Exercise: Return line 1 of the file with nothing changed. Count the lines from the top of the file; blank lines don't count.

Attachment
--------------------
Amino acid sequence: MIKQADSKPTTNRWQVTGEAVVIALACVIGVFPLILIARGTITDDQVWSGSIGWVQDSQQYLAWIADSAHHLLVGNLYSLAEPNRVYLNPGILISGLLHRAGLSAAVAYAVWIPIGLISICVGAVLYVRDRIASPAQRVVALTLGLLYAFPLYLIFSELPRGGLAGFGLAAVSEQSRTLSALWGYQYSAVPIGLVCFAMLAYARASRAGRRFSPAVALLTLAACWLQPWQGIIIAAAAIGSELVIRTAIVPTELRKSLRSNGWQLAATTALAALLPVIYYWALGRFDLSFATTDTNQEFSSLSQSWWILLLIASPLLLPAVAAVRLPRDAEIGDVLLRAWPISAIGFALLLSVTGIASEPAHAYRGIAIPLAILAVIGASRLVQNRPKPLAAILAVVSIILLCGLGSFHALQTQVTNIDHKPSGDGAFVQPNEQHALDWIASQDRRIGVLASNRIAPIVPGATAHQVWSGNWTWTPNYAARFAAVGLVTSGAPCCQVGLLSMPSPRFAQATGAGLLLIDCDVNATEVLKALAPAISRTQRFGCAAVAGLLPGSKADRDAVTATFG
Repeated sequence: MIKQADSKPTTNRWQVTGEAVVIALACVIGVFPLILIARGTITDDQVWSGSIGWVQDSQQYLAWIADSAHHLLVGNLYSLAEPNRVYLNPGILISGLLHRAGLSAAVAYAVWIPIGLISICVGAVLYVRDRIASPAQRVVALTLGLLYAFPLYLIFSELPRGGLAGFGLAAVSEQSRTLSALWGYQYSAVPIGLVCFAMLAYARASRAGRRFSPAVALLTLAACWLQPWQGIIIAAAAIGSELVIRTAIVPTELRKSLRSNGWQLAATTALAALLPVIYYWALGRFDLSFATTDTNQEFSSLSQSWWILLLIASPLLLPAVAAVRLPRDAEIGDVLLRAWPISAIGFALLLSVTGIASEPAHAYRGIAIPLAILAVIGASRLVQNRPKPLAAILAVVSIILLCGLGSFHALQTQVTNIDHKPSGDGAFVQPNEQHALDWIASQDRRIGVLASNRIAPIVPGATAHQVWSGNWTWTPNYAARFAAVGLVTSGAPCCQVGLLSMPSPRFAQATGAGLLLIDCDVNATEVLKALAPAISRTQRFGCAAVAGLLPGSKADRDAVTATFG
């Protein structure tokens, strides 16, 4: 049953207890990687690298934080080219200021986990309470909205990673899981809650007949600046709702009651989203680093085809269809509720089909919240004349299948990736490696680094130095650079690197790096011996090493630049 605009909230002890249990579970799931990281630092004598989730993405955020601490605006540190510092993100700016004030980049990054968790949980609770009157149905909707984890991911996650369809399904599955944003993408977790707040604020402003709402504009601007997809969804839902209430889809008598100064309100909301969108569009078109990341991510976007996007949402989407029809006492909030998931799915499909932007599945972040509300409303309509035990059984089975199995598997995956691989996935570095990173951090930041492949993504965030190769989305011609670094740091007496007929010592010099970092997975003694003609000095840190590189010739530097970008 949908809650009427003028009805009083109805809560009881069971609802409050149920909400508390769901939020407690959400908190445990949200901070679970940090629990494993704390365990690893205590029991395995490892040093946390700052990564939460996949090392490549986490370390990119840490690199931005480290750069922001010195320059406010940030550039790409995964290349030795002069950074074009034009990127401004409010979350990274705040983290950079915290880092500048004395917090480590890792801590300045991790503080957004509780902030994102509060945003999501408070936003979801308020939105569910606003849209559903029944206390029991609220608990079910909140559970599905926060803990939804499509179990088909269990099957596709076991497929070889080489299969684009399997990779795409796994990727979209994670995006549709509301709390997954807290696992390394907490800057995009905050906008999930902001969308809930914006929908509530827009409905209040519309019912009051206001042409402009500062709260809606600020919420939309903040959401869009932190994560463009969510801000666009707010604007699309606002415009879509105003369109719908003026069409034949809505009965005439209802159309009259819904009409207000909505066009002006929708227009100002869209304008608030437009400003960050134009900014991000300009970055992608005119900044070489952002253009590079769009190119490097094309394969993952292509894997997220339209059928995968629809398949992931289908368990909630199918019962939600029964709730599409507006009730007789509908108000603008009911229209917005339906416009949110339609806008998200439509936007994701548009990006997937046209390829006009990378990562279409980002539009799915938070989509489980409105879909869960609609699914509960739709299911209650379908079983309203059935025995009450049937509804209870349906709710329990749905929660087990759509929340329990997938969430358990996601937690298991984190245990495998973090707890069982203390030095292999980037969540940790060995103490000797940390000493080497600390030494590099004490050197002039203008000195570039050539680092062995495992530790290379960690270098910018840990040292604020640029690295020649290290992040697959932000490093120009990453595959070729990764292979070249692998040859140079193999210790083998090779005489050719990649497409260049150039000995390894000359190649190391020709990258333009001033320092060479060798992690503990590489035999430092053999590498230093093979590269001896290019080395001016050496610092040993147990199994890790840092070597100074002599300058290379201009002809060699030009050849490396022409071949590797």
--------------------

Amino acid sequence: MIKQADSKPTTNRWQVTGEAVVIALACVIGVFPLILIARGTITDDQVWSGSIGWVQDSQQYLAWIADSAHHLLVGNLYSLAEPNRVYLNPGILISGLLHRAGLSAAVAYAVWIPIGLISICVGAVLYVRDRIASPAQRVVALTLGLLYAFPLYLIFSELPRGGLAGFGLAAVSEQSRTLSALWGYQYSAVPIGLVCFAMLAYARASRAGRRFSPAVALLTLAACWLQPWQGIIIAAAAIGSELVIRTAIVPTELRKSLRSNGWQLAATTALAALLPVIYYWALGRFDLSFATTDTNQEFSSLSQSWWILLLIASPLLLPAVAAVRLPRDAEIGDVLLRAWPISAIGFALLLSVTGIASEPAHAYRGIAIPLAILAVIGASRLVQNRPKPLAAILAVVSIILLCGLGSFHALQTQVTNIDHKPSGDGAFVQPNEQHALDWIASQDRRIGVLASNRIAPIVPGATAHQVWSGNWTWTPNYAARFAAVGLVTSGAPCCQVGLLSMPSPRFAQATGAGLLLIDCDVNATEVLKALAPAISRTQRFGCAAVAGLLPGSKADRDAVTATFG